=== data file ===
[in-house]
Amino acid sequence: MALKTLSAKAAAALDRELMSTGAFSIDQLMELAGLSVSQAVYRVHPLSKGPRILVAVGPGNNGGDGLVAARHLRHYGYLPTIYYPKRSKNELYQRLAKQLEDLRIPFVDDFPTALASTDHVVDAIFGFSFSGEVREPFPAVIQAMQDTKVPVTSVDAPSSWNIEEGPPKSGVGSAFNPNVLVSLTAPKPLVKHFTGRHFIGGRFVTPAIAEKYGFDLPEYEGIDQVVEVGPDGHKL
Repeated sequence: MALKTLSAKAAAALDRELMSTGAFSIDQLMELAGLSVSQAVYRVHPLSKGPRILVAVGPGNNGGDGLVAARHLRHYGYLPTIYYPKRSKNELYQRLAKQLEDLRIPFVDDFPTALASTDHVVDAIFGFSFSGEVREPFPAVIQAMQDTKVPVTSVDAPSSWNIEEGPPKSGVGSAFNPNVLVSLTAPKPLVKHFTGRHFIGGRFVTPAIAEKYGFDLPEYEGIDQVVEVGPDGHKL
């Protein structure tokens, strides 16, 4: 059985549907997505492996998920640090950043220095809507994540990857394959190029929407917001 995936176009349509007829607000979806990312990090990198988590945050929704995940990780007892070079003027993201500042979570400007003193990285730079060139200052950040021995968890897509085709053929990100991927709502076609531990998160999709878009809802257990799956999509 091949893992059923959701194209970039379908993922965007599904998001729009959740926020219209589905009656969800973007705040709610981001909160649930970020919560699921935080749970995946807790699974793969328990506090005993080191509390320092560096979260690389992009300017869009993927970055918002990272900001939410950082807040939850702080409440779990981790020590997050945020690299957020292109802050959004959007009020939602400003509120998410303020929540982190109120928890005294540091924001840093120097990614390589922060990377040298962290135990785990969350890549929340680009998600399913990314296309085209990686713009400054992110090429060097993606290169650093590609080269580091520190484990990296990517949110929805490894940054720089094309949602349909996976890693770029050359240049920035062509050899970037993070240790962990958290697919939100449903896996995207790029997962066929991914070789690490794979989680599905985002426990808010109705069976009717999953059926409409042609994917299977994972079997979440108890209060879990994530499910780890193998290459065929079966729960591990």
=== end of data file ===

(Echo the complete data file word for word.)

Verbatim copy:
[in-house]
Amino acid sequence: MALKTLSAKAAAALDRELMSTGAFSIDQLMELAGLSVSQAVYRVHPLSKGPRILVAVGPGNNGGDGLVAARHLRHYGYLPTIYYPKRSKNELYQRLAKQLEDLRIPFVDDFPTALASTDHVVDAIFGFSFSGEVREPFPAVIQAMQDTKVPVTSVDAPSSWNIEEGPPKSGVGSAFNPNVLVSLTAPKPLVKHFTGRHFIGGRFVTPAIAEKYGFDLPEYEGIDQVVEVGPDGHKL
Repeated sequence: MALKTLSAKAAAALDRELMSTGAFSIDQLMELAGLSVSQAVYRVHPLSKGPRILVAVGPGNNGGDGLVAARHLRHYGYLPTIYYPKRSKNELYQRLAKQLEDLRIPFVDDFPTALASTDHVVDAIFGFSFSGEVREPFPAVIQAMQDTKVPVTSVDAPSSWNIEEGPPKSGVGSAFNPNVLVSLTAPKPLVKHFTGRHFIGGRFVTPAIAEKYGFDLPEYEGIDQVVEVGPDGHKL
């Protein structure tokens, strides 16, 4: 059985549907997505492996998920640090950043220095809507994540990857394959190029929407917001 995936176009349509007829607000979806990312990090990198988590945050929704995940990780007892070079003027993201500042979570400007003193990285730079060139200052950040021995968890897509085709053929990100991927709502076609531990998160999709878009809802257990799956999509 091949893992059923959701194209970039379908993922965007599904998001729009959740926020219209589905009656969800973007705040709610981001909160649930970020919560699921935080749970995946807790699974793969328990506090005993080191509390320092560096979260690389992009300017869009993927970055918002990272900001939410950082807040939850702080409440779990981790020590997050945020690299957020292109802050959004959007009020939602400003509120998410303020929540982190109120928890005294540091924001840093120097990614390589922060990377040298962290135990785990969350890549929340680009998600399913990314296309085209990686713009400054992110090429060097993606290169650093590609080269580091520190484990990296990517949110929805490894940054720089094309949602349909996976890693770029050359240049920035062509050899970037993070240790962990958290697919939100449903896996995207790029997962066929991914070789690490794979989680599905985002426990808010109705069976009717999953059926409409042609994917299977994972079997979440108890209060879990994530499910780890193998290459065929079966729960591990």